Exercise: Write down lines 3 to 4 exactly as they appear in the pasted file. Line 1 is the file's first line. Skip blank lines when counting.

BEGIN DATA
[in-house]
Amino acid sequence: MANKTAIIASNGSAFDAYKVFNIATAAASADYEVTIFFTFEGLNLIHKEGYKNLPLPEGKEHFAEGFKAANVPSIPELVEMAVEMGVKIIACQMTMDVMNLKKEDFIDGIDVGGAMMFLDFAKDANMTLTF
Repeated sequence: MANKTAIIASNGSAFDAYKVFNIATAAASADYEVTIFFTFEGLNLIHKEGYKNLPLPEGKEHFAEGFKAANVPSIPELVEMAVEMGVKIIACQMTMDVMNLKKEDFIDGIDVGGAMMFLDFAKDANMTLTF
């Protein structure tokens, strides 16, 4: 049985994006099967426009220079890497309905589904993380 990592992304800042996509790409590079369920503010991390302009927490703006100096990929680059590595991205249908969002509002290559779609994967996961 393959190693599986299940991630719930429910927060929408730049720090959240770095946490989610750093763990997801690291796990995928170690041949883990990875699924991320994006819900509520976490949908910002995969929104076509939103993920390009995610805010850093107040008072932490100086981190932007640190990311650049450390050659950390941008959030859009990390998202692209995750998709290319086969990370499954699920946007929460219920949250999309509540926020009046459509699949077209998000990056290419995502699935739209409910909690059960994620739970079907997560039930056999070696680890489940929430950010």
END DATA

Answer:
Repeated sequence: MANKTAIIASNGSAFDAYKVFNIATAAASADYEVTIFFTFEGLNLIHKEGYKNLPLPEGKEHFAEGFKAANVPSIPELVEMAVEMGVKIIACQMTMDVMNLKKEDFIDGIDVGGAMMFLDFAKDANMTLTF
């Protein structure tokens, strides 16, 4: 049985994006099967426009220079890497309905589904993380 990592992304800042996509790409590079369920503010991390302009927490703006100096990929680059590595991205249908969002509002290559779609994967996961 393959190693599986299940991630719930429910927060929408730049720090959240770095946490989610750093763990997801690291796990995928170690041949883990990875699924991320994006819900509520976490949908910002995969929104076509939103993920390009995610805010850093107040008072932490100086981190932007640190990311650049450390050659950390941008959030859009990390998202692209995750998709290319086969990370499954699920946007929460219920949250999309509540926020009046459509699949077209998000990056290419995502699935739209409910909690059960994620739970079907997560039930056999070696680890489940929430950010």